Mr. Peabody and Sherman: I’m a Dog Too!

Posted: March 20, 2014 in Movies


 As a child of the 60’s I was spoon fed history via Peabody’s Improbable History and Literature via Fracture Fairy Tales for 30 minutes every Saturday.  I haven’t been able to look at history or literature in a straight way ever since.  So the reboot, Mr. Peabody and Sherman, had me taking to it like a dog with a bone.   When it comes right down to it, I’m a dog too.  Maybe we all are just highly intelligent dogs.  

In the new version Mr. Peabody is voiced by Ty Burrell of Modern Family (also in this week’s Muppets Most Wanted) who replaces the arch riposte of the Bill Scott original with a gentle, corrective, parental tone.  It’s a half neuter that only causes a minor limp.  Burrell still has that Phil Dunphy whine going on, especially since he voice casts opposite Alex Winter, his TV daughter and the movie’s catalyst for causing time to go out of whack.   In the time continuum of Mr. Peabody and Sherman, where Sherman is now Peabody’s adopted son, heir and mentor it just makes perfect sense.  This shaggy dog story of a movie is all about keeping both family and real history from falling apart. 

Peabody gets an upgrade to super-duper over achieving dog and quite possibly the smartest thing ever evolved.  Sherman downgrades slightly to loyal son, misunderstood and awkwardly social nerd just a few steps below highly functioning autistic.   Where the series was high on Aha! moments, the movie breezes by on ahhh so cute charm.  There is enough goo and poo poo to keep both small and tall time travelers entertained.  The free floating anomalies called historical puns were easily chuckled at by the small and big intellects in the audience.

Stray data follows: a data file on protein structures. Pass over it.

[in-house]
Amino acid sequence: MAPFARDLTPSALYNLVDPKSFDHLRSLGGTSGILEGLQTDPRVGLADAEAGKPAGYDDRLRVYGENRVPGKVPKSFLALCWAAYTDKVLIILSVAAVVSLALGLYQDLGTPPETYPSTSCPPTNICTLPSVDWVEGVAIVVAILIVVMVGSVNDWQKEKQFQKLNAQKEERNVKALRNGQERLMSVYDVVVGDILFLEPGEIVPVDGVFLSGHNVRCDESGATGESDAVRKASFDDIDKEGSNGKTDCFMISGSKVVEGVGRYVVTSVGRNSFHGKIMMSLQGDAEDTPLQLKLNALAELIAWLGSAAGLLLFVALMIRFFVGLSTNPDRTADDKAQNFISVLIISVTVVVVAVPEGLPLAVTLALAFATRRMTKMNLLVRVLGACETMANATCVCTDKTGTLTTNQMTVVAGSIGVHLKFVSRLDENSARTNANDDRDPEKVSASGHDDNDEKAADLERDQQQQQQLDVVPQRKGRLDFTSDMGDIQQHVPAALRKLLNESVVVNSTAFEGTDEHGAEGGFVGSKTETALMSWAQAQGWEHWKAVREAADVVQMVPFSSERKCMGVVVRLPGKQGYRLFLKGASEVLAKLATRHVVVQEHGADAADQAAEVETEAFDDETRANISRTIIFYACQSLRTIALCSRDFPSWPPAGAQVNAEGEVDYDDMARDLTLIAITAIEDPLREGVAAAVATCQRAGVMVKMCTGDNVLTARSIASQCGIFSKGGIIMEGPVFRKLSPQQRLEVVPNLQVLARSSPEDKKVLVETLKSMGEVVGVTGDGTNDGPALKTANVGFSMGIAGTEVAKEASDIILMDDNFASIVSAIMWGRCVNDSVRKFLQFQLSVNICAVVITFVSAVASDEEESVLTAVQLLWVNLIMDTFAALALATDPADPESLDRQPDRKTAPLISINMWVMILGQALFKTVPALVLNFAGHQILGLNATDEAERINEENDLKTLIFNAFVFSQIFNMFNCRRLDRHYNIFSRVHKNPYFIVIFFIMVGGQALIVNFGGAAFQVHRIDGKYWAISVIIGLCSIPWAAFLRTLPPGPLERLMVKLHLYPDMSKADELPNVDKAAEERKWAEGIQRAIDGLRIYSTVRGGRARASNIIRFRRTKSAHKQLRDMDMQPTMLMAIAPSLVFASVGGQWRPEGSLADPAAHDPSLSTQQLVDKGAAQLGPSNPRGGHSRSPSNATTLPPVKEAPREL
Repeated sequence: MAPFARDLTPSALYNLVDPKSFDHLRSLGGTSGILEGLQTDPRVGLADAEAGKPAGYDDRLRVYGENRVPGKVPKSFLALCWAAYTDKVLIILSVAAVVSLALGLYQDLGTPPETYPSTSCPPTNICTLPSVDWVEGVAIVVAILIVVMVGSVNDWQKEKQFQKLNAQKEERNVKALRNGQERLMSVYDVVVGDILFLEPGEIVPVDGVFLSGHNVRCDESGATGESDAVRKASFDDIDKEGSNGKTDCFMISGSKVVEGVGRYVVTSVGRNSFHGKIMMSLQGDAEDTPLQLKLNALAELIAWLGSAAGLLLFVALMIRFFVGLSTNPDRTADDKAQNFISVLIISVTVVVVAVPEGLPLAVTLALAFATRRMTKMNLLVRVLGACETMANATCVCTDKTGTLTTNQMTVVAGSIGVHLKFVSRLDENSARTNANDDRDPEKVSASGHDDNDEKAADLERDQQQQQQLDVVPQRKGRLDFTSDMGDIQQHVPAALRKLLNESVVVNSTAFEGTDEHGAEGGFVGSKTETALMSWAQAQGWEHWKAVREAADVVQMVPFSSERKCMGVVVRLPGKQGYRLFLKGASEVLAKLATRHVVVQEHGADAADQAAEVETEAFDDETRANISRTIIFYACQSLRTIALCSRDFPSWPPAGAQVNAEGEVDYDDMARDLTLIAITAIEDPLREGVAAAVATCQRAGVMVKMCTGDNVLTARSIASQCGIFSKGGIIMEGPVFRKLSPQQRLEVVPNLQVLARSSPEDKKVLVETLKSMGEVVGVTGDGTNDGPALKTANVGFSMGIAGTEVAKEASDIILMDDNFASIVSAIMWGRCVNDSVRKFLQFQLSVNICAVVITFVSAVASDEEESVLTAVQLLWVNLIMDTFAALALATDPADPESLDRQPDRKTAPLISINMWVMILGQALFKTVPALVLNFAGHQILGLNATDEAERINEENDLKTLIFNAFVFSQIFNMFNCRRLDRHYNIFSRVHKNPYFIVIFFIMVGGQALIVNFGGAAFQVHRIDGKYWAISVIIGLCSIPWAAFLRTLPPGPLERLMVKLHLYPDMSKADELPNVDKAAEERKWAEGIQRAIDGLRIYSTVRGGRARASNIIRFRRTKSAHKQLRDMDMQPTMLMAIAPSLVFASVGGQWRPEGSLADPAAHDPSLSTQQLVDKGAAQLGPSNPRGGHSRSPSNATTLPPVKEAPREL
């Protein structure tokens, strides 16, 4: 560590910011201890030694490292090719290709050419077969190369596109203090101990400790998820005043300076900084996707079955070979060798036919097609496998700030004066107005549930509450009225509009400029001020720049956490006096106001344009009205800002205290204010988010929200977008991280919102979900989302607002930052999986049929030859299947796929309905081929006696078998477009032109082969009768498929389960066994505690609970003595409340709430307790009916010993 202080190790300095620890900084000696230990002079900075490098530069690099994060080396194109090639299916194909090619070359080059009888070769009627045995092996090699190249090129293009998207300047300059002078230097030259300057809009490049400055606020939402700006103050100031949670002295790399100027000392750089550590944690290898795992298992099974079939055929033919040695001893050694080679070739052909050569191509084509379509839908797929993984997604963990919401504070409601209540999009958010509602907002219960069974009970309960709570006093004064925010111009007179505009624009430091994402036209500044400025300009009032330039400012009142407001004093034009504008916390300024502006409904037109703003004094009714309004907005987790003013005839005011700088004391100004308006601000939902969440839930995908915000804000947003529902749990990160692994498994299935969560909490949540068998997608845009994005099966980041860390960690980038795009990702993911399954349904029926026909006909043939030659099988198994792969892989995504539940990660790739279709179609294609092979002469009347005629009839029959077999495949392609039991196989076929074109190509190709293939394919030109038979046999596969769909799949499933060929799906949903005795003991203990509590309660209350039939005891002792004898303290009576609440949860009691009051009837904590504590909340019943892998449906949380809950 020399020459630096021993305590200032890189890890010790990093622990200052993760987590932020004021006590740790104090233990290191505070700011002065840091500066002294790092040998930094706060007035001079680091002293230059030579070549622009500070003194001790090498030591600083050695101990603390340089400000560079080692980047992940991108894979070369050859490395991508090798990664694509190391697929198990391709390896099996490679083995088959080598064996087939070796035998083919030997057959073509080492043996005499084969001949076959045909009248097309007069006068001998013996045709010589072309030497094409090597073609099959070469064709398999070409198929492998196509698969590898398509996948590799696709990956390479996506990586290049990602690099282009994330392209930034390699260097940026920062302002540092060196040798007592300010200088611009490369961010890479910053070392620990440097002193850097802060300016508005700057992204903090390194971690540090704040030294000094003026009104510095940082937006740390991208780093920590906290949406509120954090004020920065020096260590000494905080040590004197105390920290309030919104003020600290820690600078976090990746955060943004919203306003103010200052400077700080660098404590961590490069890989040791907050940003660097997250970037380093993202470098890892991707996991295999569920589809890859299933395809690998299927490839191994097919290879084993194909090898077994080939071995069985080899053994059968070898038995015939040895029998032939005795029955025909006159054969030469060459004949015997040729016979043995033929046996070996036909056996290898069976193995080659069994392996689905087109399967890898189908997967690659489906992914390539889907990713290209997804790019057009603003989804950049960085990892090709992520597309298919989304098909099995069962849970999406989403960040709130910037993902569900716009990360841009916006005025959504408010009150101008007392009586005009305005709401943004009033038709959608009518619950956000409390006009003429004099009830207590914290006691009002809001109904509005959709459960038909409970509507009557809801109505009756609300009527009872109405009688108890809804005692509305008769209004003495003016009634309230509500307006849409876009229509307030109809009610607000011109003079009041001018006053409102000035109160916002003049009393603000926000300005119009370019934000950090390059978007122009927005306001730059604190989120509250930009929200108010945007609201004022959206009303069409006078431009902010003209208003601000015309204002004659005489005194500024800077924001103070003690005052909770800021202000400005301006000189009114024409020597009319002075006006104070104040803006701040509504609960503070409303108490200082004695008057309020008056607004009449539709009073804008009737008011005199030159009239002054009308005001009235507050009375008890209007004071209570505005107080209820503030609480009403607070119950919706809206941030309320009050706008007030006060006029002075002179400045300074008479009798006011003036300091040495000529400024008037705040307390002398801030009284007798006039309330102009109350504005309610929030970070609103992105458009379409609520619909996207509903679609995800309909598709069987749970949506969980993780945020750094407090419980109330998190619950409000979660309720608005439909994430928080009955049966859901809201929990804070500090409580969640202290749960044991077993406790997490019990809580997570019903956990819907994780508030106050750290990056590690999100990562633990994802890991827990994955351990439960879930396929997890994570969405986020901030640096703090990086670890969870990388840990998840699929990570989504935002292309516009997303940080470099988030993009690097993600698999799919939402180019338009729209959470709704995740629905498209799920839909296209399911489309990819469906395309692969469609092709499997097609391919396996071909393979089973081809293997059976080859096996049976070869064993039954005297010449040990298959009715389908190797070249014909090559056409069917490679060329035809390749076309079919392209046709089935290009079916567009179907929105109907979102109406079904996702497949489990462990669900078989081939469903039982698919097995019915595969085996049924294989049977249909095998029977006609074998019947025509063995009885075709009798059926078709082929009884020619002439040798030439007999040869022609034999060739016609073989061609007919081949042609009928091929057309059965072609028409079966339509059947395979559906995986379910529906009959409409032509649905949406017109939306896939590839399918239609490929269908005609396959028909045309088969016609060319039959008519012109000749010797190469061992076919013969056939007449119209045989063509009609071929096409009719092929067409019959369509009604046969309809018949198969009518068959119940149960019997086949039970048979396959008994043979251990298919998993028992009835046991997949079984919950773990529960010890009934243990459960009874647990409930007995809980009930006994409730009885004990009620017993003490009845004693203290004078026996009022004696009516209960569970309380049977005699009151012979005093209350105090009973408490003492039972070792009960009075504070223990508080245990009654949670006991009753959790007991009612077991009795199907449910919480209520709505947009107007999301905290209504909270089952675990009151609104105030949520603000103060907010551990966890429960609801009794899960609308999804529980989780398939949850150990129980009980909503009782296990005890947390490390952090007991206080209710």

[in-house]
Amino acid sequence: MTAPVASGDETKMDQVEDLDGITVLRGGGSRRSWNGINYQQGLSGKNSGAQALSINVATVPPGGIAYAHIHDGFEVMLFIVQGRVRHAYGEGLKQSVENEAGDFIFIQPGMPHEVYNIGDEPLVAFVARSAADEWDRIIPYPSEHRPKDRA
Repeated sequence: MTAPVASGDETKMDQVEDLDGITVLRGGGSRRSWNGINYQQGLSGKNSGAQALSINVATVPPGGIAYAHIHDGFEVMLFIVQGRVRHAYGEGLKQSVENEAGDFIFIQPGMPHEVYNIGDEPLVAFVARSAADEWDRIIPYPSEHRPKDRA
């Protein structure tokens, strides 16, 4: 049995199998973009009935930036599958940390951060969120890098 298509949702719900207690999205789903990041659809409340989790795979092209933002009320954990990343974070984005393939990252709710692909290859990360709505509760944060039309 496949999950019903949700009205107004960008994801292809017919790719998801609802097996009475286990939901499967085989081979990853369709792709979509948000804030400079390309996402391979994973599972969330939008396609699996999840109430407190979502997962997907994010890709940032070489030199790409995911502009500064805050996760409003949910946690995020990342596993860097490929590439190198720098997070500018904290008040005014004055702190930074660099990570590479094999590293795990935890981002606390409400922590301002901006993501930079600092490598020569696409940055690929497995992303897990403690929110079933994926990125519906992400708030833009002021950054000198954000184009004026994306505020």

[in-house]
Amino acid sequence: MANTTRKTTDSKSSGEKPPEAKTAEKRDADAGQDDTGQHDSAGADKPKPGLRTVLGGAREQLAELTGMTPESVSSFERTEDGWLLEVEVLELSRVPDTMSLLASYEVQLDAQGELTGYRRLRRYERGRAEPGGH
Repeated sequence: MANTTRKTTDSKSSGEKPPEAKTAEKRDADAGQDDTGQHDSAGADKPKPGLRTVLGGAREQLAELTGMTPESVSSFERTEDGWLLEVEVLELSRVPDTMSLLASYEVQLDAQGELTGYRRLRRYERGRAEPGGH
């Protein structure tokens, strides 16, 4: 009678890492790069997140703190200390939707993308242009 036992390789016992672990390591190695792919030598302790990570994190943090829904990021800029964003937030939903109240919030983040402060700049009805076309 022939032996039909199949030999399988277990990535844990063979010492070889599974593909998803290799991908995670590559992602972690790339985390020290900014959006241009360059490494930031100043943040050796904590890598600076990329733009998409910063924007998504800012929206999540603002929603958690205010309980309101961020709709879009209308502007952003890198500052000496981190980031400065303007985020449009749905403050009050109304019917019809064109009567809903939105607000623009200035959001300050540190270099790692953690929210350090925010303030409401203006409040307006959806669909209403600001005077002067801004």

The crew visits the usual historical subjects: ancient Egypt, Greece, Rome, The Renaissance, the American and French Revolution, two days ago and back to the future.   A brief montage on Sherman/Peabody personal history is as moving as the famous one from Up that chronicles Carl Fredricksen’s marriage.   Director Rob Minkoff (The Lion King, Stuart Little) keeps the pace fast and the adventure even faster.  The time lapses never get a chance to settle in nor the jokes stale. Mr. Peabody and Sherman gets a B from me.

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